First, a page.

Only a small fraction of organizations has successfully extended sensitive content tracking, recording, and access control across all users, departments, content types, and third parties. Consequently, only 27% of respondents feel that their compliance risk management is under control. The remaining 73% believe there’s a need for either a complete overhaul of their approach or significant improvements

Realizing the Promise of Digital Rights Management

Amidst the challenges, the report identifies a glimmer of hope in the form of digital rights management (DRM). DRM is seen as a promising solution to these issues, emphasizing the classification of sensitive content, segmenting it based on risk, and controlling access according to roles and geographies.

While adoption has been slow, most organizations understand DRM’s importance and are gradually aligning their strategies accordingly. We believe a “do-over” is necessitated. Despite challenges in deployment, such as the need for agent intervention for unencrypted files with third parties and customizable controls for different users and content types, DRM is steadily gaining ground as a preferred methodology.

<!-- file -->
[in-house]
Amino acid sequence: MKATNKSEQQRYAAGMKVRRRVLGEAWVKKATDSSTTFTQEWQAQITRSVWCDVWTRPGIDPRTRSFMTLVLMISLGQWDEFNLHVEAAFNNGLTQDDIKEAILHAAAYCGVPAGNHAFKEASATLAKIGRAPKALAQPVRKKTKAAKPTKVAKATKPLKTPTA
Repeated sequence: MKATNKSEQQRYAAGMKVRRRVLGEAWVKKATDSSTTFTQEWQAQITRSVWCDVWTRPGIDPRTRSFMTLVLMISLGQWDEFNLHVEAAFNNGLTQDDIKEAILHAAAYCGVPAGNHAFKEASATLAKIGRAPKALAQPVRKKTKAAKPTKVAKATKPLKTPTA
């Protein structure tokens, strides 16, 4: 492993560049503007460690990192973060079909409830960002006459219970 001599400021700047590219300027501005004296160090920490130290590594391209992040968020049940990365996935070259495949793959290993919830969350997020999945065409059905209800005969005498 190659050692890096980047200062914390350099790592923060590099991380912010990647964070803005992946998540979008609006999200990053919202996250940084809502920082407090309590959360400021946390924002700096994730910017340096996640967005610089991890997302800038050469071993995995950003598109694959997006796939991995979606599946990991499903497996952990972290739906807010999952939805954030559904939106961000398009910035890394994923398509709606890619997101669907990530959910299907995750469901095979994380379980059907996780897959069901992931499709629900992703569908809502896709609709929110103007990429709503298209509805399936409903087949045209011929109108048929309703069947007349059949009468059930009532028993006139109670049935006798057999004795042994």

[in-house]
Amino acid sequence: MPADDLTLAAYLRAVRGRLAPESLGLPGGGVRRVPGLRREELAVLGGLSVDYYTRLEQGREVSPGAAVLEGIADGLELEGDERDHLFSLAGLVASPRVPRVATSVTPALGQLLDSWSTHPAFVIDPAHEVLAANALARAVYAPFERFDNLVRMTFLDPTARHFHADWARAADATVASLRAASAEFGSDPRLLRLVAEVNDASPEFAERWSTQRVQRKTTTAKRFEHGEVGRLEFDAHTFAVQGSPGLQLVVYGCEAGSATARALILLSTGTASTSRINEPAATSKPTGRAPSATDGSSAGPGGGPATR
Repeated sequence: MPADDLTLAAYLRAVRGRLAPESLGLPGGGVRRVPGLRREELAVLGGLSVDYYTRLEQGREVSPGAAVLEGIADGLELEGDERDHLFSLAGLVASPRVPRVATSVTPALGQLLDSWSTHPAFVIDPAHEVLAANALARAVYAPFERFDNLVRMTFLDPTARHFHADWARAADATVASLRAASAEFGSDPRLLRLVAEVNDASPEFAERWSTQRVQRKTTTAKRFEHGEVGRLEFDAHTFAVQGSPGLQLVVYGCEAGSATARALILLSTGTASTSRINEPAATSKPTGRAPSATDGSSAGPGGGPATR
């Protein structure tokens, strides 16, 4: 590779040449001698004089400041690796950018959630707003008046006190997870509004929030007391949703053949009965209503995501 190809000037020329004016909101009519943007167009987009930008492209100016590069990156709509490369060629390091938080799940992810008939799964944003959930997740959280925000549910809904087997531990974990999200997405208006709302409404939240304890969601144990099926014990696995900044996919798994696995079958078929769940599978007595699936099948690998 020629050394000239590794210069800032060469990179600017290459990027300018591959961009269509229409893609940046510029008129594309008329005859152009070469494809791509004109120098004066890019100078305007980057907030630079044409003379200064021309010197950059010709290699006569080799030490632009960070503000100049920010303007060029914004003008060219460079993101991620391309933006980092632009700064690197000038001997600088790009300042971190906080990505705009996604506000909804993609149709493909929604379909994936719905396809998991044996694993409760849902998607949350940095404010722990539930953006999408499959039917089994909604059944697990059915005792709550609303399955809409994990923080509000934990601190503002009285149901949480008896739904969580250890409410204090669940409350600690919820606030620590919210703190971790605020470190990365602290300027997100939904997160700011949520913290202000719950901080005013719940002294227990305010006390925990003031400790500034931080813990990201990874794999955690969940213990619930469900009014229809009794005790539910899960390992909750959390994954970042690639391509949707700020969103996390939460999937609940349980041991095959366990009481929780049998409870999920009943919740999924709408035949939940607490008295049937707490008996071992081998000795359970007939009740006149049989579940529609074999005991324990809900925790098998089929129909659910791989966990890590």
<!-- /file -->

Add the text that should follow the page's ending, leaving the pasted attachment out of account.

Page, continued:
The report also underscores the value of adhering to industry standards like the National Institute of Standards and Technology’s (NIST) Cybersecurity Framework (CSF). Complying with these standards can streamline DRM adoption, ensuring more robust protection against cyber threats.

Crucial Role of Technology Partners in Protecting Sensitive Content Communications

Public and sector organizations seeking to combat cyber threats must find the right technology partners. For sensitive content communications, survey respondents look for robust security features, such as automatic end-to-end encryption, DRM, and compliance tracking and reporting. They also look for solutions that enable them to consolidate their disparate communication tools and systems to reduce CapEx and OpEx. This saves them significant time and resources compiling disparate data pools captured across multiple communication tools, assuming those tools even capture the data needed to demonstrate adherence with the associated compliance regulation.